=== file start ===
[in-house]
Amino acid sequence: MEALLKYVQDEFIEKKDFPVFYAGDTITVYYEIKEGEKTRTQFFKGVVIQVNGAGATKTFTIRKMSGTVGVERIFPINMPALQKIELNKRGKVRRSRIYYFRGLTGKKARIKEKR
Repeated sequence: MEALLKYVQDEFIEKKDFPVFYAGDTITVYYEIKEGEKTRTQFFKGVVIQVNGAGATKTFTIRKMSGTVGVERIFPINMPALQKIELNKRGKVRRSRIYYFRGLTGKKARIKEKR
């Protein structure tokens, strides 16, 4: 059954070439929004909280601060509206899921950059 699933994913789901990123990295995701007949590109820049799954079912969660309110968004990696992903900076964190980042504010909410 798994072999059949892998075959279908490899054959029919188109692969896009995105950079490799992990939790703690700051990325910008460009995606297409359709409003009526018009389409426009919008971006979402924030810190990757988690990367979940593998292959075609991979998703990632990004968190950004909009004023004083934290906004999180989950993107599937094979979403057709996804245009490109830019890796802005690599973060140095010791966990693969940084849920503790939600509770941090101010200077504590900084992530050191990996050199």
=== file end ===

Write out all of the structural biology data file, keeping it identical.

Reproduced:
[in-house]
Amino acid sequence: MEALLKYVQDEFIEKKDFPVFYAGDTITVYYEIKEGEKTRTQFFKGVVIQVNGAGATKTFTIRKMSGTVGVERIFPINMPALQKIELNKRGKVRRSRIYYFRGLTGKKARIKEKR
Repeated sequence: MEALLKYVQDEFIEKKDFPVFYAGDTITVYYEIKEGEKTRTQFFKGVVIQVNGAGATKTFTIRKMSGTVGVERIFPINMPALQKIELNKRGKVRRSRIYYFRGLTGKKARIKEKR
């Protein structure tokens, strides 16, 4: 059954070439929004909280601060509206899921950059 699933994913789901990123990295995701007949590109820049799954079912969660309110968004990696992903900076964190980042504010909410 798994072999059949892998075959279908490899054959029919188109692969896009995105950079490799992990939790703690700051990325910008460009995606297409359709409003009526018009389409426009919008971006979402924030810190990757988690990367979940593998292959075609991979998703990632990004968190950004909009004023004083934290906004999180989950993107599937094979979403057709996804245009490109830019890796802005690599973060140095010791966990693969940084849920503790939600509770941090101010200077504590900084992530050191990996050199």